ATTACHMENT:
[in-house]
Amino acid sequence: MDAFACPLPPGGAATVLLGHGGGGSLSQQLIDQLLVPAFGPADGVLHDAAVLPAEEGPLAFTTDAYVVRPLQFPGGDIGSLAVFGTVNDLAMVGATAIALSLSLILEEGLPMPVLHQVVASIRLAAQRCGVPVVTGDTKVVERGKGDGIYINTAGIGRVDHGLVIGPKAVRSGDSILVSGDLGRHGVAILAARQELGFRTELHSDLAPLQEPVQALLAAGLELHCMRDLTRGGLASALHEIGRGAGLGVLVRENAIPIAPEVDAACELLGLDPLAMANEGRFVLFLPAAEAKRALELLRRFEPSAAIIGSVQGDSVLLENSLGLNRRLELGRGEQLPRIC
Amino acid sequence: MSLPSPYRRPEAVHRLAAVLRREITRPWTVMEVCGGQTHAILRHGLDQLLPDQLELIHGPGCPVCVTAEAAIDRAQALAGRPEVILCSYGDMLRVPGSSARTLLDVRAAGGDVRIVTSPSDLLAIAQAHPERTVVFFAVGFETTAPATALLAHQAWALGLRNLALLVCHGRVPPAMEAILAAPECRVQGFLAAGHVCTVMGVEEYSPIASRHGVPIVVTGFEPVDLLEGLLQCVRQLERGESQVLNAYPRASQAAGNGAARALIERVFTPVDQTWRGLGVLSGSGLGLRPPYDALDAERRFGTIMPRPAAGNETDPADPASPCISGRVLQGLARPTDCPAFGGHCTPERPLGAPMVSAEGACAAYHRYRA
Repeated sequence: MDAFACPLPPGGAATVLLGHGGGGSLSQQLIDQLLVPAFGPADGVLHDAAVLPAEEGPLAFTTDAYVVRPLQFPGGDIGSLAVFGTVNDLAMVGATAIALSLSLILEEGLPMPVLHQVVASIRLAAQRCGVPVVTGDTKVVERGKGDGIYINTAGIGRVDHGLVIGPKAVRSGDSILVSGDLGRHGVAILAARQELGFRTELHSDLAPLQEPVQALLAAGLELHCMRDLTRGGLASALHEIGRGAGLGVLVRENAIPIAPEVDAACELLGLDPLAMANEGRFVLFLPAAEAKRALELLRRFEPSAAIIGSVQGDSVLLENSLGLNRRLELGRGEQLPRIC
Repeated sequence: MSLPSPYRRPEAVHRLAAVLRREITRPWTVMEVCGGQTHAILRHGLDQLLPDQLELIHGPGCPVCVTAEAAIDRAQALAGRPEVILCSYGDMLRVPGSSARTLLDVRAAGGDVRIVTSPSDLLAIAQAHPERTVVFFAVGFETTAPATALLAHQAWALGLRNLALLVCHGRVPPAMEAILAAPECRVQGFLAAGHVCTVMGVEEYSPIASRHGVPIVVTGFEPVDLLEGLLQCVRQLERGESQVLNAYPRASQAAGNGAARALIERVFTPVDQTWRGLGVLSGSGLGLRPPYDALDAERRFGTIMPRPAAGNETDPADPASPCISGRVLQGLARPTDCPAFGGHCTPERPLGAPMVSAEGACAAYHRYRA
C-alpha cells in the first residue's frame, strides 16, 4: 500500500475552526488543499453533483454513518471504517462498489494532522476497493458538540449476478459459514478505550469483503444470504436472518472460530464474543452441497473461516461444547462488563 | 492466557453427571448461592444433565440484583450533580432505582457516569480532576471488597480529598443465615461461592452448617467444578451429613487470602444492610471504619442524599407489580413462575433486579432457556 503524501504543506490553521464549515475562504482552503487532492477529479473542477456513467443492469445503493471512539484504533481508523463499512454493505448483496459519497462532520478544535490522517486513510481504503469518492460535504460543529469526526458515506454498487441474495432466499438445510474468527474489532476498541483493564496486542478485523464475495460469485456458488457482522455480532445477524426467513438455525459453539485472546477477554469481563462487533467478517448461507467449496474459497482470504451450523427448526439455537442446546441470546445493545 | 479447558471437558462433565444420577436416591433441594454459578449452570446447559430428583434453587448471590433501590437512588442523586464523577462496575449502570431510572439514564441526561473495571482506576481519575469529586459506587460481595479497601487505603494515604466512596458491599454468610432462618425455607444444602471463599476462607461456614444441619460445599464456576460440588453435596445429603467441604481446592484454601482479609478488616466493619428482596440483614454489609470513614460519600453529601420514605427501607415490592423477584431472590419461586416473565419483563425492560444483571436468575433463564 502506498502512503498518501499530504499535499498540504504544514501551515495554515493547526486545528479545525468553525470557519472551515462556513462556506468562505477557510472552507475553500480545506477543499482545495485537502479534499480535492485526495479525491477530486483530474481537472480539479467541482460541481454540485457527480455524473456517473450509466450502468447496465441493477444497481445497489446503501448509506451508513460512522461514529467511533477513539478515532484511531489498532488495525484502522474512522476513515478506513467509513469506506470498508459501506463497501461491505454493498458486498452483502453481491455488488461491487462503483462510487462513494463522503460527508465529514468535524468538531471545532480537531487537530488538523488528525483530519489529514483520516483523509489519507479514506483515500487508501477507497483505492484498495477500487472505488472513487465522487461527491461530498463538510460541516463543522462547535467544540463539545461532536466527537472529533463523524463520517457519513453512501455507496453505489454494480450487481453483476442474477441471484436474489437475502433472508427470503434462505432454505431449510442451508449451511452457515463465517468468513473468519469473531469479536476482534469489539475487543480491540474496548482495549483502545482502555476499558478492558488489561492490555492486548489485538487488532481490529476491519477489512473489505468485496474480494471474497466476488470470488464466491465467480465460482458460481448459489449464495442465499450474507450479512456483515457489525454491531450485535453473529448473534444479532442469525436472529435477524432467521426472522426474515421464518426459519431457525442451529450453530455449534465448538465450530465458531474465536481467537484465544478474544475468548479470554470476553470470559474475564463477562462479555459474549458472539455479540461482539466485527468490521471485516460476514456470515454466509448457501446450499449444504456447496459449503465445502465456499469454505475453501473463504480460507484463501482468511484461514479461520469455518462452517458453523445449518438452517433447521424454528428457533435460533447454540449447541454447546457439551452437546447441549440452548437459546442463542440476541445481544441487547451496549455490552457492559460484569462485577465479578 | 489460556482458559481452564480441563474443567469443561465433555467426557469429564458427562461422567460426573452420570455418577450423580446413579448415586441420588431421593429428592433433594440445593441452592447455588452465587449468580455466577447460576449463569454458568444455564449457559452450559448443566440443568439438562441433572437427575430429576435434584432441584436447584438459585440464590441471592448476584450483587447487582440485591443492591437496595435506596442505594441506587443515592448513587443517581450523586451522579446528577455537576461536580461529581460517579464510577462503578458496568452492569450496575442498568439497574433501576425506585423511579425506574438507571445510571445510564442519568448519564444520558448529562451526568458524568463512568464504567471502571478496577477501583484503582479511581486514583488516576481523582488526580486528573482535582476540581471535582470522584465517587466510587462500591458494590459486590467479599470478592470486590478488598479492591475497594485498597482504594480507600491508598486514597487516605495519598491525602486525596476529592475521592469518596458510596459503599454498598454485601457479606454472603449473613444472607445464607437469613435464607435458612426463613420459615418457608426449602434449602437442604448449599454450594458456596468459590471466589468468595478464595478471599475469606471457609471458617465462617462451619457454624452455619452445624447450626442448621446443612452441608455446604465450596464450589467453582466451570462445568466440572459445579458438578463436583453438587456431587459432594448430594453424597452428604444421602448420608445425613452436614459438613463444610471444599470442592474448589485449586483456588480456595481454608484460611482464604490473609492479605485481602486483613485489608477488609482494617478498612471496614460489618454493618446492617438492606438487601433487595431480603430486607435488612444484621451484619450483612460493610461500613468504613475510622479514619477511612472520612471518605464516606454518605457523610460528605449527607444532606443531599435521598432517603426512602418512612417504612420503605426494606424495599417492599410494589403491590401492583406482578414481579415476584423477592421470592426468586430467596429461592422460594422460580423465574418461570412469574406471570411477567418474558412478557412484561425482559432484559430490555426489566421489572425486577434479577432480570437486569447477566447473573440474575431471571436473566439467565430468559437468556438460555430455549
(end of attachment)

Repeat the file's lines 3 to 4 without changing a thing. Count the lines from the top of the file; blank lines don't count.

Amino acid sequence: MSLPSPYRRPEAVHRLAAVLRREITRPWTVMEVCGGQTHAILRHGLDQLLPDQLELIHGPGCPVCVTAEAAIDRAQALAGRPEVILCSYGDMLRVPGSSARTLLDVRAAGGDVRIVTSPSDLLAIAQAHPERTVVFFAVGFETTAPATALLAHQAWALGLRNLALLVCHGRVPPAMEAILAAPECRVQGFLAAGHVCTVMGVEEYSPIASRHGVPIVVTGFEPVDLLEGLLQCVRQLERGESQVLNAYPRASQAAGNGAARALIERVFTPVDQTWRGLGVLSGSGLGLRPPYDALDAERRFGTIMPRPAAGNETDPADPASPCISGRVLQGLARPTDCPAFGGHCTPERPLGAPMVSAEGACAAYHRYRA
Repeated sequence: MDAFACPLPPGGAATVLLGHGGGGSLSQQLIDQLLVPAFGPADGVLHDAAVLPAEEGPLAFTTDAYVVRPLQFPGGDIGSLAVFGTVNDLAMVGATAIALSLSLILEEGLPMPVLHQVVASIRLAAQRCGVPVVTGDTKVVERGKGDGIYINTAGIGRVDHGLVIGPKAVRSGDSILVSGDLGRHGVAILAARQELGFRTELHSDLAPLQEPVQALLAAGLELHCMRDLTRGGLASALHEIGRGAGLGVLVRENAIPIAPEVDAACELLGLDPLAMANEGRFVLFLPAAEAKRALELLRRFEPSAAIIGSVQGDSVLLENSLGLNRRLELGRGEQLPRIC